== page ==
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Chandraswami cleared in St Kitts case

Last updated on: October 25, 2004 12:23 IST

Central Bureau of Investigation Special Judge Dinesh Dayal on Monday acquitted 'godman' Chandraswami in the St Kitts forgery case.

"Acquitted for lack of evidence," the judge said.

As he heard the judgment, Chandraswami smiled and said, "Satyamev Jayate."

"I am happy that the whole thing is over. But more than being happy for myself, I am happy for [former prime minister] Rajiv Gandhi that his name has been finally cleared," he said.

Former prime minister Narasimha Rao, former Union minister K K Tewari, Chandraswami and his associate Kailash Nath Aggarwal alias Mamaji were accused of forging documents against Ajeya Singh, son of former prime minister V P Singh, alleging that he opened a bank account in First Trust Corporation Bank in St Kitts and deposited $21 million.

"This was a politically motivated case and had been filed with a view to harass my client. We had to wait for seven long years but in the end our stand has been vindicated, as is evident from the judgment of the special judge. The prosecution produced 41 witnesses during the trail but failed to prove the charges," said S K Chauriha, Chandraswami's advocate.

CBI counsel N K Sharma refused to say anything on the matter.

The Chronology of the Case:

August 20, 1989: A story is published in the Kuwait-based Arab Times alleging that Janata Dal leader Vishwanath Pratap Singh was the main beneficiary of a secret bank account with deposits amounting to $21 million in the Caribbean island of St Kitts.

August 22, 1989: The Indian media picks up the story.

September 26, 1989: A P Nandey, deputy director, Enforcement Directorate, is appointed to probe the charges.

October 9, 1989: Nanday submits his report to the ED after visiting the US and St Kitts.

October 11, 1989: Minister of state for finance Eduardo Faleiro tables the report in the Rajya Sabha. Two days later, it is presented before the Lok Sabha.

November 26, 1989: The general election is held.

December 2, 1989: V P Singh becomes prime minister after Rajiv Gandhi demits office following his party's poll debacle.

May 25, 1990: The Central Bureau of Investigation registers a first information report against ED director K L Verma, Nandey, controversial self-styled godman Chandraswami, his aide K N Agarwal alias Mamaji, arms dealer Adnan Kashoggi's son-in-law Larry J Kolb and First Trust Corporation Ltd, St Kitts, managing director George McLean.

November 10, 1990: The V P Singh government falls.

March 1991: CBI joint director N K Singh investigating the case transferred. He wanted to interrogate Chandraswami.

June 21, 1991: P V Narasimha Rao becomes prime minister.

November 1995: Nandey dies.

Till January 1996: No progress in the CBI probe.

February 10, 1996: People's Union of Civil Liberties moves the Supreme Court seeking disclosure of the CBI's findings.

February 13, 1996: The SC orders combining of charges against Chandraswami in various petitions and allegations of Narasimha Rao's involvement.

March 25, 1996: The CBI files affidavit showing only limited role of Rao in the case.

May 16, 1996: Rao demits office.

July 26, 1996: The SC tells the CBI not to close the probe against Rao without its permission.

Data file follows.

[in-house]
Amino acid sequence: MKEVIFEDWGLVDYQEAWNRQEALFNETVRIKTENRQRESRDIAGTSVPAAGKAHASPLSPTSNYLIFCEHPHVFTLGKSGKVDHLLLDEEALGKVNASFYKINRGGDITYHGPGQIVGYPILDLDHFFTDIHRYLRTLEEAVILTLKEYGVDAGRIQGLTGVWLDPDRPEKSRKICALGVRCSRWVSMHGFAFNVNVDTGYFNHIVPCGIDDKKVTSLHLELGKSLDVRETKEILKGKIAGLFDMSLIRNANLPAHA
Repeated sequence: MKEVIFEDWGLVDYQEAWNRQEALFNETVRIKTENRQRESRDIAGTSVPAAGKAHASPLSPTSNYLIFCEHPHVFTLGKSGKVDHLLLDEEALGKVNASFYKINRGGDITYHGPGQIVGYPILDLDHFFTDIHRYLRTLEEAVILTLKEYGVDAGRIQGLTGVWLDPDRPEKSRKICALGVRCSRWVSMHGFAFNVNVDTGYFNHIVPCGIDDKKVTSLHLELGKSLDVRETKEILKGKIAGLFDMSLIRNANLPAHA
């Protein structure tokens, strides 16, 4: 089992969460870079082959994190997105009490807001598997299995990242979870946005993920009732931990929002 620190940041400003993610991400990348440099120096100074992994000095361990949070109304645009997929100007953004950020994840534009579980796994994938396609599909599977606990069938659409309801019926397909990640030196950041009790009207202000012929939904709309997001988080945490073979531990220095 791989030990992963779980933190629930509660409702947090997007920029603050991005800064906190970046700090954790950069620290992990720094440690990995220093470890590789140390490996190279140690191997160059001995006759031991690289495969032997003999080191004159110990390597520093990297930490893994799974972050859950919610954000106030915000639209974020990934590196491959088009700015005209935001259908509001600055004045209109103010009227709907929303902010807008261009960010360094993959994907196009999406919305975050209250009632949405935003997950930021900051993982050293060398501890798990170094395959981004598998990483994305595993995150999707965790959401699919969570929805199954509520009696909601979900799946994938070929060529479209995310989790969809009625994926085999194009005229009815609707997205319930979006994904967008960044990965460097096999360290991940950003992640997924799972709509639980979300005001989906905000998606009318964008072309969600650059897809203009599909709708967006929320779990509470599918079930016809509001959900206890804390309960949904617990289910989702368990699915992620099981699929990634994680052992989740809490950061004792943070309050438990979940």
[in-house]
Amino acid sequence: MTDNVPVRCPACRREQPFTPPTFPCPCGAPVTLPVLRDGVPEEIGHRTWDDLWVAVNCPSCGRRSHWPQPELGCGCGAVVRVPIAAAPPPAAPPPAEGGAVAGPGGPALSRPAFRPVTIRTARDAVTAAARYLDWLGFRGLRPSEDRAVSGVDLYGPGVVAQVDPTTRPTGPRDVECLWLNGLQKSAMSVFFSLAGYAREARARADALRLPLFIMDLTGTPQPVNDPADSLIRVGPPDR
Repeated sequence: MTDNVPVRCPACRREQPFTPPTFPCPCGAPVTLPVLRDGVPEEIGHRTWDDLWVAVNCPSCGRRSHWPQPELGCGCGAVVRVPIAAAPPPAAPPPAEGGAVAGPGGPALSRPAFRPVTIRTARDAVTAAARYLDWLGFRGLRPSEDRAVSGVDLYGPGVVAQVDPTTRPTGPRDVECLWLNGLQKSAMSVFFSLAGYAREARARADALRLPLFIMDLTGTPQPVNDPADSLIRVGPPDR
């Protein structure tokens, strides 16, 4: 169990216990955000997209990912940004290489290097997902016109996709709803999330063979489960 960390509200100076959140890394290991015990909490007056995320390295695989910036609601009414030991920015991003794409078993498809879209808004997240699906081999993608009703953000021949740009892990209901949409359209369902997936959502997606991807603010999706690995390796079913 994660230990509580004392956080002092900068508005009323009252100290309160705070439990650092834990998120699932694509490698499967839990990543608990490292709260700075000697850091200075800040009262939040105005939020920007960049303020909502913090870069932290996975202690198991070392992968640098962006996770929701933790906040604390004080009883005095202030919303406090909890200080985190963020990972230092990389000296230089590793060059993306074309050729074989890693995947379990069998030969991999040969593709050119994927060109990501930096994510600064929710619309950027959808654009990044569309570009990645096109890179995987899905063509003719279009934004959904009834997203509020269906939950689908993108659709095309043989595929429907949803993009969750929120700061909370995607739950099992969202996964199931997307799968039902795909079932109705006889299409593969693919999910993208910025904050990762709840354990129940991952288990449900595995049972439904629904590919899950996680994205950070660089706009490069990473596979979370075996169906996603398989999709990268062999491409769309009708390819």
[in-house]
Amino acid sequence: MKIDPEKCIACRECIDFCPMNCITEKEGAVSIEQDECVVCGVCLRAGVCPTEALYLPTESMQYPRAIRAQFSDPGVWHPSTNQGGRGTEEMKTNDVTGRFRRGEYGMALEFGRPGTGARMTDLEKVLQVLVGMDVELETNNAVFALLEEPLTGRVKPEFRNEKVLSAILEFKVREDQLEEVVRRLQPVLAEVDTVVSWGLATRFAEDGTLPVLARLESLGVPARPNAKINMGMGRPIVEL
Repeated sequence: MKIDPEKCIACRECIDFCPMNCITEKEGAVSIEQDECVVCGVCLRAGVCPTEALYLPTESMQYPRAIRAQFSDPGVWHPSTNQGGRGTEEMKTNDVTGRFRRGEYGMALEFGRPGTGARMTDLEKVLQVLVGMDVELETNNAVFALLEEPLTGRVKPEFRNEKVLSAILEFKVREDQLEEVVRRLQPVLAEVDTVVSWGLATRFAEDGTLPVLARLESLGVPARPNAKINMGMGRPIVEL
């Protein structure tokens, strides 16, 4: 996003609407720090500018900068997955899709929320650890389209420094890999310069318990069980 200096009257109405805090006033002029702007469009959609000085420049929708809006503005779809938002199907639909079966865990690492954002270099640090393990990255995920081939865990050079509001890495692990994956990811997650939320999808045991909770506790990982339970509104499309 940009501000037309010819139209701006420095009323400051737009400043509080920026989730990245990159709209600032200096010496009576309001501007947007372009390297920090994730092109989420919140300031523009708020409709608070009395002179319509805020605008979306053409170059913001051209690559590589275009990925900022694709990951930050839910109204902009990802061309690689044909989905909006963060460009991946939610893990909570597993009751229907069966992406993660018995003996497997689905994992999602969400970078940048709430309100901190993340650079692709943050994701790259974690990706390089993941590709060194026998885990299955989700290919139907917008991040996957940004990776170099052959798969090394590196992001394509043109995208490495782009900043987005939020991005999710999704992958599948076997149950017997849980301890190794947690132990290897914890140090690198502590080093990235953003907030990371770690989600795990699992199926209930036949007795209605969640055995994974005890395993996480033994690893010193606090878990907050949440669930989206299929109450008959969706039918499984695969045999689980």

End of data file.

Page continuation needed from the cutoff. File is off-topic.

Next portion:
July 1996: The CBI recommends Rao's prosecution.

August 1996: The CBI seeks opinion from the then attorney general Ashok Desai.

September 26, 1996: CBI charge-sheets Rao, Chandraswami, Mamaji and former external affairs minister K K Tewari for criminal conspiracy to tarnish V P Singh's reputation.

October 4, 1996: Chief metropolitan magistrate Prem Kumar issues a non-bailable warrant against Rao. The same evening, at a special sitting, the Delhi high court grants anticipatory bail to Rao.

October 9, 1996: The CBI arrests Rao at his residence in New Delhi, but releases him on bail.

November 4, 1996: The CMM rejects Rao's bail plea and asks him to surrender on November 14. Rao moves the Delhi HC.

November 8, 1996: Rao gets interim bail from the Delhi HC.

December 3, 1996: The HC issues a notice to the CBI on a PUCL plea for inclusion of former Congress leaders Captain Satish Sharma and R K Dhawan as accused after Nandey and H C Nahata name them in their confessional statements.

December 5, 1996: The Delhi HC quashes proceedings against Verma for want of sanction to prosecute him.

April 10, 1997: The HC rejects the PUCL plea to prosecute Capt Sharma and Dhawan.

May 21, 1997: Rao's counsel R K Anand tells the trial court that Rao ordered enquiry into the reported St Kitts account on Rajiv Gandhi's instructions.

June 4, 1997: Special Judge Ajit Bharihoke discharges Rao and Tewari for want of evidence against them and orders framing of charges against Chandraswami and Mamaji.

July 3, 1997: A special court formally frames charges against Chandraswami and Mamaji of criminal conspiracy, fabricating false evidence, forgery for the purpose of harming reputation and using as genuine a forged document. The CBI fails to secure the presence of Larry J Kolb, while McLean is dead.

July 28, 1997: The trial commences.

December 23, 1999: The HC upholds the trial court's decision to discharge Rao and Tewari.

December 6, 2000: The SC rejects CBI SLP against Rao's discharge.

May 9, 2001: V P Singh deposes.

January 30, 2004: Investigating Officer Keshav Mishra, an additional superintendent of police with the CBI, deposes.

April 4, 2004: Recording of prosecution evidence is closed.

August 9, 2004: Chandraswami tells the CBI court that the V P Singh government falsely implicated him in the case due to his proximity with Rao and Rajiv Gandhi.

August 31, 2004: Mamaji dies of prostrate cancer.

September 30, 2004: Special Judge Dinesh Dayal fixes October 25 for pronouncing verdict after final arguments.

October 25, 2004: Chandraswami is acquitted.

Onkar Singh in New Delhi